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More unease in the Pentagon with Israel

April 21, 2014 at 1:38 pm

Something unusual is happening in the upper echelons of the US military establishment. There is a constant drip of reports calling for a change in official policy toward Palestine. What has entered the public domain may only be the tip of the ice-berg, and although the movement may be slow; some insiders believe the drift toward change is now unstoppable.

It is not the quantity of articles or their general trajectory that is generating media discussion. It is their openness and depth of analyses. Veteran military analyst, Mark Perry, in a recent article for Foreign Policy uncovered some cold truths underlining the debate raging within the Pentagon.

On the specific subject of Hamas and Hizbullah, Perry believes the top generals are beginning to think ‘outside of the box’. A recent report by a team of senior intelligence officers at the US Central Command – CENTCOM – regarded both movements as serious actors in the region who cannot be destroyed or ignored.

For better or for worse, Gen. Stanley McChrystal represented this trend when he challenged the conventional wisdom on Capitol Hill concerning Afghanistan. His successor, Gen David Petraeus had previously, albeit in a more nuanced manner, expressed his unease about Israel in a report to the Chairman of the Joint Chiefs of Staff, Adm. Michael Mullen in January.

If nothing else, the recent reports indicate that the US top brass are tentatively edging closer to a position on Palestine that is distinctly at odds with their political masters on the Hill. Whereas the latter have obsessed themselves with an obscure messianic ideology, the generals are emphasising recognition of the grievance factor in the conflict.  In the case of the Palestinians, that they have for too long suffered dispossession, exile and subjugation at the hands of America’s ally, Israel.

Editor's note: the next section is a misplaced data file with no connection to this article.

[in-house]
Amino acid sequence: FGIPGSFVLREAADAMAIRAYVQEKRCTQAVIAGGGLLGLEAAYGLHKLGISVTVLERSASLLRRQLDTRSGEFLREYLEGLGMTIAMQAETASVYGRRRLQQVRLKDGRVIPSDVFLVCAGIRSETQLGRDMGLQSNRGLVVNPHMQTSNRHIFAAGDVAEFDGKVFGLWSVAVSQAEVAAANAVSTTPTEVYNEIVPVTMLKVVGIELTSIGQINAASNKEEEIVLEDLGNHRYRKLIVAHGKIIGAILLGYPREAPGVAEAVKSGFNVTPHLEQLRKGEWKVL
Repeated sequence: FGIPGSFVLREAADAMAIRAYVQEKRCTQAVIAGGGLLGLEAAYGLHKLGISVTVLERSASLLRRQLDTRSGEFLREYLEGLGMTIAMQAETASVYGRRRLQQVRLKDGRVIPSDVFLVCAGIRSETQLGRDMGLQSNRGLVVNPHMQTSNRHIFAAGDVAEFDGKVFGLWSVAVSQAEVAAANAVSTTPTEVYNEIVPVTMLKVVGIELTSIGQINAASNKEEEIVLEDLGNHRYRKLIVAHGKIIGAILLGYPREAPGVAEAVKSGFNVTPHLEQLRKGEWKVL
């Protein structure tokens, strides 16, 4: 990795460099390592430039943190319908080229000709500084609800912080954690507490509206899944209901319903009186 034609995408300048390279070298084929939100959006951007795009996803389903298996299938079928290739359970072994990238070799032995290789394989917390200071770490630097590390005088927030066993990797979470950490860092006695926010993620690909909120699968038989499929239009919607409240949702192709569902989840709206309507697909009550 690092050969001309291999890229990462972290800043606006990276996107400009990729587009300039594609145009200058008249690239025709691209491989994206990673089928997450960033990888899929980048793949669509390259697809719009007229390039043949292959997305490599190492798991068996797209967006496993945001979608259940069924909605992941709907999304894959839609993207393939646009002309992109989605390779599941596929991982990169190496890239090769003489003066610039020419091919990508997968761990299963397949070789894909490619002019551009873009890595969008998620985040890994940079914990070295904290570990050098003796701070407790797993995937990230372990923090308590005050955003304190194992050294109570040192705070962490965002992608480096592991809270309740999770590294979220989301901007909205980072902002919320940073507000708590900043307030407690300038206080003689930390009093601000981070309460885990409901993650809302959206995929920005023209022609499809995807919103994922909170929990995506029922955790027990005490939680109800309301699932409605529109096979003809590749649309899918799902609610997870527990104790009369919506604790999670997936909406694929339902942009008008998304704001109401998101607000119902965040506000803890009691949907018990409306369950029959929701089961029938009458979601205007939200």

In their May 7th report titled ‘Managing Hizbullah and Hamas’ the senior intelligence officers at CENTCOM called for the creation of a unified Palestinian security force that includes representation from Hamas. Of itself, this is nothing new. The aborted 2007 Makka Agreement attempted to do precisely this. What is significant, however, is the fact that it is now coming from the US CENTCOM; significant not least because the US Security Co-ordinator (USSC) to the Palestinian Authority, General Keith Dayton, had worked tirelessly for years to prevent this.

Throughout his five years as USSC in Palestine, which comes to an end in the autumn, Dayton promoted a security apparatus that was exclusive to Fatah, hostile to Hamas and loyal to Israel. Perry notes in his article that senior military officers were critical of Dayton’s over-zealous public flirting with Israel, exemplified in his May 2009 address to the Washington Institute for Near East Studies in which he said the reason a high ranking officer was appointed as security coordinator was because he ‘would be trusted by the Israelis.’

If the purpose of an integrated Palestinian security force is to protect Palestinian interests and lives, the inclusion of Hamas would seem laudable and achievable. If, on the other hand, its purpose is to be an apparatus of the Israeli occupation, the project would certainly be doomed. American strategists will have to decide, therefore, whether they want to perpetuate Israel’s illegal occupation or want to support the Palestinians’ right to independence, freedom and security in their land. There is simply no political formula to wed an alien occupation with an indigenous aspiration for freedom.

The disquiet within the Pentagon will reverberate well beyond the US and its allies and particularly  in Britain. Already, many parallels have surfaced. As Eliza Manningham-Buller, the ex-head of MI5, warned of the consequences of Britain’s policies in Iraq and Afghanistan, so too senior intelligence officers in CENTCOM are warning of the consequences of US policies in Palestine.

The political elite may yet continue, for whatever reasons, to ignore the writing on the wall. They may even continue their efforts to isolate, discredit, and humiliate Hamas; but can they sustain this for much longer? Unlikely. The genie is out of the bottle. Now that the generals have spoken, it is no longer a matter of when but how to break the taboo and engage with Hamas.